Malay Literature: Volume 22 Number 2 December 2009

January 4, 2010



Narratives About the Past: Recollecting Memory on Malay Ethnocentrism and Ethnicism In The Post-Melakan Period

Abstract This essay is concerned with the phenomena of ethnocentrism and ethnicism in the Malay community, specifically during the pre-modern, post-Melakan period, roughly between 17th-18th century. It is proposed to look at these phenomena through an investigation of sources available from written literatures and from situations in the Malay world at the time of writing. Two most significant texts composed within the period, Sejarah Melayu and Hikayat Hang Tuah will be taken as useful documents to study the ethnocentric world view of the Malays, while a study of the sociopolitical context will help enlighten and complement the textual sources.

Salina: The Story of a “Noble” Prostitute

Abstract The argument in this article stems from A. Samad Said’s statement that his first novel, Salina, revolves around every character in the novel, as opposed to being focused on the character Siti Salina alone. His statement is contentious, because it visibly contradicts the conclusions made in numerous articles and studies on Salina. Generally, these articles and studies find Salina‘s plot to centre on the protagonist Siti Salina, a ‘noble prostitute’ who lives in Singapore during World War Two. Because of this focus, the presence of Siti Salina is the cause of a lingering controversy. To frame this dispute, this article analyses the narrative devices in Salina, to identify the focus of the story, so as to confirm Samad’s statement above. These include the characters and their characteristics, the geographical and chronological backdrop, plot (especially with regard to cause and effect), as well as the scenes and their description, including the manipulation of language. The analysis identifies two narrative strategies manipulated together in Salina, that simultaneously highlight her nobility and downplay her transgressions; both of which focus the story on the noble prostitute. This finding in itself negates the validity of A Samad Said’s statement above, and conversely reaffirms the findings previous articles and studies.

Cyber Literature: A Comparative Paper on Malaysian-Indonesian Satirical Poems (SAJEN)

Abstract The massive outburst of information technology in the current globalised era enables anyone to write and publish his or her writings to be read by anyone from all reaches of the globe. Among all works produced are literary works that cover different genres; poems, short stories, serialised novels, essays and literary criticisms, plus others that were grouped together under the ‘Cyber Literature’ category. In poetry, they are an increasing emergence of poets who write humour poems or ‘Sajen’. Most of them produce satirical Sajen poems as a joke, to tease and make fun of people, to criticize and to trigger their sensitivity and creativity. Some of the Sajen poems were made to ‘sting’ in its satirical sense, but some were made just for the sake of producing humour-related works. This essay is made in order to study several Sajen poems by poets from Malaysia and Indonesia who practiced the satirical approach as the analysis structure. A comparative study on Sajen under Cyber Literature from both countries is made not just to see the level of quality of the works done from both nations, but also to raise-up questions, themes and the reasons behind their works.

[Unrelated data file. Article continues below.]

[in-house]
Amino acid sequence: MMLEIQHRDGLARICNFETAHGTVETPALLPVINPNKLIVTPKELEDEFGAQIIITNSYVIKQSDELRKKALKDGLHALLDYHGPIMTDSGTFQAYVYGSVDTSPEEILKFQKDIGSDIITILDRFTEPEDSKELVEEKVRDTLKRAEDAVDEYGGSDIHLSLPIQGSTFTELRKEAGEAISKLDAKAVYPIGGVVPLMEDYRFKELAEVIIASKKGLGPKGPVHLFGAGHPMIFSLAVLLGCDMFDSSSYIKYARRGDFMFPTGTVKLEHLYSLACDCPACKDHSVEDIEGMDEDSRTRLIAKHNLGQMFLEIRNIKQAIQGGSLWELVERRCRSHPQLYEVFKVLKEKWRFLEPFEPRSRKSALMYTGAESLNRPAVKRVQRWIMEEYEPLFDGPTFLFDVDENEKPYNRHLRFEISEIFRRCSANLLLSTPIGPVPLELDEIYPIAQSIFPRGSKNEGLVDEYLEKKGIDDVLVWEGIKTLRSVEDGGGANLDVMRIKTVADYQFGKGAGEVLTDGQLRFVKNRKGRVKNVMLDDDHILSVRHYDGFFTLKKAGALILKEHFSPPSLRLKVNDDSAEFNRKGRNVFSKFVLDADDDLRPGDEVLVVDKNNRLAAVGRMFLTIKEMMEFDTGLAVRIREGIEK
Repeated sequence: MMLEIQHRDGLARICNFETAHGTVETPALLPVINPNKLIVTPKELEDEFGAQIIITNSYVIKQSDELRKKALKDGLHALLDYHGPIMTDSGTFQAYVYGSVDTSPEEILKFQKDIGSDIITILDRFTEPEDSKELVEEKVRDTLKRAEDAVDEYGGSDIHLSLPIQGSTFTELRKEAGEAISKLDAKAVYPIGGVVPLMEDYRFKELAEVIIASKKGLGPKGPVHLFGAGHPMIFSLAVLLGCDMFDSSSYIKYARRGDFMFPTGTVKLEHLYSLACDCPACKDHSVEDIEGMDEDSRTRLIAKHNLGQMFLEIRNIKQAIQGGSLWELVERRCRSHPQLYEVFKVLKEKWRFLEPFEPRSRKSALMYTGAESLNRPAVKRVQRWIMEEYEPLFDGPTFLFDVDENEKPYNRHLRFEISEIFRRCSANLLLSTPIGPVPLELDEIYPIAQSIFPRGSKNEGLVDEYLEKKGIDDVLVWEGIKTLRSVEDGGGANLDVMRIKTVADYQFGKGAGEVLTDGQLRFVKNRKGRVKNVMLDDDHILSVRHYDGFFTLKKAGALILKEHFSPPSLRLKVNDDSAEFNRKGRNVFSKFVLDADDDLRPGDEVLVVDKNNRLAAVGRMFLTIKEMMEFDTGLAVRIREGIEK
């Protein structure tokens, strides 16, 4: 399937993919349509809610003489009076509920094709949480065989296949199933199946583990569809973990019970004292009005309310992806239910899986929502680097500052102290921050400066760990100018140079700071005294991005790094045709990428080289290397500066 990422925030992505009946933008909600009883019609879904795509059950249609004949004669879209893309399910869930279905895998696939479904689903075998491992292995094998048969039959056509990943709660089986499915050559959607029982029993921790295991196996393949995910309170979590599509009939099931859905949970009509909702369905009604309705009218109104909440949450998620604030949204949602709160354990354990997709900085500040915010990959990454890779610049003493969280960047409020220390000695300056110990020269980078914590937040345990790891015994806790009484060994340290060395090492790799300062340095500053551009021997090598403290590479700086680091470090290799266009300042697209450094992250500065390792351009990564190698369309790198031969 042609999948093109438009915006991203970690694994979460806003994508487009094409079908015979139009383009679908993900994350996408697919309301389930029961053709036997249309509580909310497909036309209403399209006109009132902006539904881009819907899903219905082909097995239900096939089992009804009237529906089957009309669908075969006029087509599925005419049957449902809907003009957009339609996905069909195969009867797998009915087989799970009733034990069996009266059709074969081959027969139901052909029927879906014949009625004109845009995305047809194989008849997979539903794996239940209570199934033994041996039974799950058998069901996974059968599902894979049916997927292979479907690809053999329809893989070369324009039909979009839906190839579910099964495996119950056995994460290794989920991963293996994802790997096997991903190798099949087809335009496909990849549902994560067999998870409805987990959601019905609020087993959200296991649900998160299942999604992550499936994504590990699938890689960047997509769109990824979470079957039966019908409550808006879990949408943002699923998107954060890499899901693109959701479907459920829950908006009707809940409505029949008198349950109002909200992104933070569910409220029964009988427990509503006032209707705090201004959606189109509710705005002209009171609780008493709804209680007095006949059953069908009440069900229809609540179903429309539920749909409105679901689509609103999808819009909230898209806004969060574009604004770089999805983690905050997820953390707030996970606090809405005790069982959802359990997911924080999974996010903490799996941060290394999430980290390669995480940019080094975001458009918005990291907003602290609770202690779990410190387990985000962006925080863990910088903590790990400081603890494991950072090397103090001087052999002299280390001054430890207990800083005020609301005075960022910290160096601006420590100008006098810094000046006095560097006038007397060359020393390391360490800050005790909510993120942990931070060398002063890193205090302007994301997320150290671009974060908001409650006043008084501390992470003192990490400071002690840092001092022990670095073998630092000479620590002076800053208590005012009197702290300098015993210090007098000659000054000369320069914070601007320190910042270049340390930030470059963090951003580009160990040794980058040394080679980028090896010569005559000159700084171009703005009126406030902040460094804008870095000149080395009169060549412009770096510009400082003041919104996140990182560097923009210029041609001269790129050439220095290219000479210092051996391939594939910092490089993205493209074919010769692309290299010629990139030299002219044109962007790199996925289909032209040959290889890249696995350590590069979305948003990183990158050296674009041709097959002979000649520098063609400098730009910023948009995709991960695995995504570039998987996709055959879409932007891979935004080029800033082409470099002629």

Myth and Religion in the Fu Numeral (Bilangan Fu) and the Prau with the Silent Soul (Bedar Sukma Bisu)

Abstract The study compares two novels which are The Numeral Fu (Bilangan Fu) by Ayu Utami and The Prau with the Silent Soul (Bedar Sukma Bisu) by Faisal Tehrani using the Theory of Existence of Myth as a hidden narrative which expound the world view, value, code of ethics and moral that existed in society. The hidden narrative is seen in a theoritical context thus portraying the existence of myths which were often connected with efforts in questioning the existence, nature and energy elements surrounding them. Furthermore, it brings along the principle of belief, which eventually became life’s thrust. Samawi religions (monotheism) were not borne out of myths, but from the revelations of The Only God. But, myth often existed as a destructive element or on the other hand contributed constructively in understanding the profound truth. This study is done to witness how the hidden narratives were eventually constructed to bring about the thoughts and ideology of these two authors in upholding their respective discourse.



A Tale From Maghreb-El-Aksa

Father’s Palace of Love

The Gun

Cendana’s Inheritence



Combing the Curtain of Poetry

The Tale of Colours
The Tale of Water III
What ‘Forgot’ Said to ‘Remember’

Father’s Message
The Note of a Slave at the Edge of a Range



Not Deja Vu